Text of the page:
Posted on August 10th, 2010
Last week we covered some of the great places and great beer we had while in Chicago, but that wasn’t all the town had to offer. While the Goose Island Brew Pub and Miller’s Pub were a lot of fun, there were plenty more beer-centric locales to try while in town; fortunately we got to try two of them.
This is one of the premier beer bars in the Chicagoland area. It’s known for its eclectic collection of beers from all around the world and its friendly atmosphere. While I was there I got the chance to try the Two Hearted Ale, from Bell’s Brewery, one of the most respected craft breweries in the Midwest. It was a tasty treat with piny and citrusy hops to spare. I also enjoyed a glass or two of the St. Louis Gueuze Fond Tradition from Van Honsbrouck in Belgium. It was a really lovely sour ale with a tart taste and smooth finish. Although it might not seem like it at first, gueuze and other wild ales with a sour taste to them are enormously refreshing in the hot and and humid months of summer. That little bit of lip-smacking tartness goes a surprisingly far way towards cooling you down.While at the Hopleaf I also had my very first Newcastle Summer ale. I was a bit surprised that Newcastle, a brewery synonymous with brown ale would be trying their hand at a wheat beer. Unfortunately, after having a few of their new brew, I have to suggest that they stick to what they know. It was a fairly generic summer brew, not too far from a Blue Moon.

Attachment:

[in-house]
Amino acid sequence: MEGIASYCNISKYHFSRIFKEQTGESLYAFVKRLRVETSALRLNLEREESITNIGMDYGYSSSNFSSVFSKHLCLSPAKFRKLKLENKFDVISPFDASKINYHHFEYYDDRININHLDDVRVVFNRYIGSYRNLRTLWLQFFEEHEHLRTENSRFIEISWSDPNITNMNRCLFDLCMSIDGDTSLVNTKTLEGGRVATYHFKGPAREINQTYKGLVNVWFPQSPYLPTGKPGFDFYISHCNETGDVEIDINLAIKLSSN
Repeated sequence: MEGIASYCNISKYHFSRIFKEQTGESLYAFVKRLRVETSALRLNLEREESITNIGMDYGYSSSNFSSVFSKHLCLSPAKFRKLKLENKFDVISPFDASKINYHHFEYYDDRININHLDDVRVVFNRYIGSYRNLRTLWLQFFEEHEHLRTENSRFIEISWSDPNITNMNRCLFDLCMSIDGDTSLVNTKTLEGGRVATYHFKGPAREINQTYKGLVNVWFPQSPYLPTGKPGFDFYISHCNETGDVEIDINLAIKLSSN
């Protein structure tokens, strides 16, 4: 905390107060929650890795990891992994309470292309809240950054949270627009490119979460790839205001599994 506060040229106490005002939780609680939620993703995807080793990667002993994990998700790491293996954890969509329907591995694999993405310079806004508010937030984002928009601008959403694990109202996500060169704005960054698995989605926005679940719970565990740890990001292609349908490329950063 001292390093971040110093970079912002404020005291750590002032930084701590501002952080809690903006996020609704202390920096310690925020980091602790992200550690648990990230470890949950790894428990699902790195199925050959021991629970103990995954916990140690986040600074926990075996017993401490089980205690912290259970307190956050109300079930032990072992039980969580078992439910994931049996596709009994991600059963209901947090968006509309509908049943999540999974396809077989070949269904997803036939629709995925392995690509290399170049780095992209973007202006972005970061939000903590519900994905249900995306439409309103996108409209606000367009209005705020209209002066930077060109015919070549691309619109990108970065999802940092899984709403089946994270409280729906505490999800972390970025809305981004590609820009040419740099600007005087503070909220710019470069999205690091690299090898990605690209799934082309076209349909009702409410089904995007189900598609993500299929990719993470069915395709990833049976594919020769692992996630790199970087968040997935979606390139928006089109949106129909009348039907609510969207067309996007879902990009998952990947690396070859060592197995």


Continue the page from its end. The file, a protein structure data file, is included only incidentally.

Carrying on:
The Map room is another of Chicago’s greatest beer bars. This place is a bit unique in that it’s not just a bar, but a coffeehouse as well. To accommodate these sometimes conflicting passions, the place is open from 6:30am to 2am most days of the week. Although the crowd that shows up early for a cup of joe is probably not the same folks sticking around for last call, it was clear from our brief visit here that all were welcome. We didn’t try any coffee, but their beer selection and beer eduction classes made it clear where their passions lay. I sampled some of the Ska ESB, another of the growing number of craft ales available in a can. It was tasty but more of a pale ale than a traditional ESB. I followed that up with some Bockor Cuvee Des Jacobins Rouge, which is a hard enough to say when your sober, let alone after you’ve had a couple. This sour ale was similar the the Fond Tradition we tried earlier in our trip but noticeably much darker. I also sampled Köstritzer, which is a really amazing Schwartzbier, or black lager, and New Belgium’s Belgo, a tasty IPA with five different types of hops in it.
Everyone from Team Beeriety had a blast while we were in Chicago and hope to return one day. If you’re in the area be sure to check out these bars, or let us know about your favorites in the comments.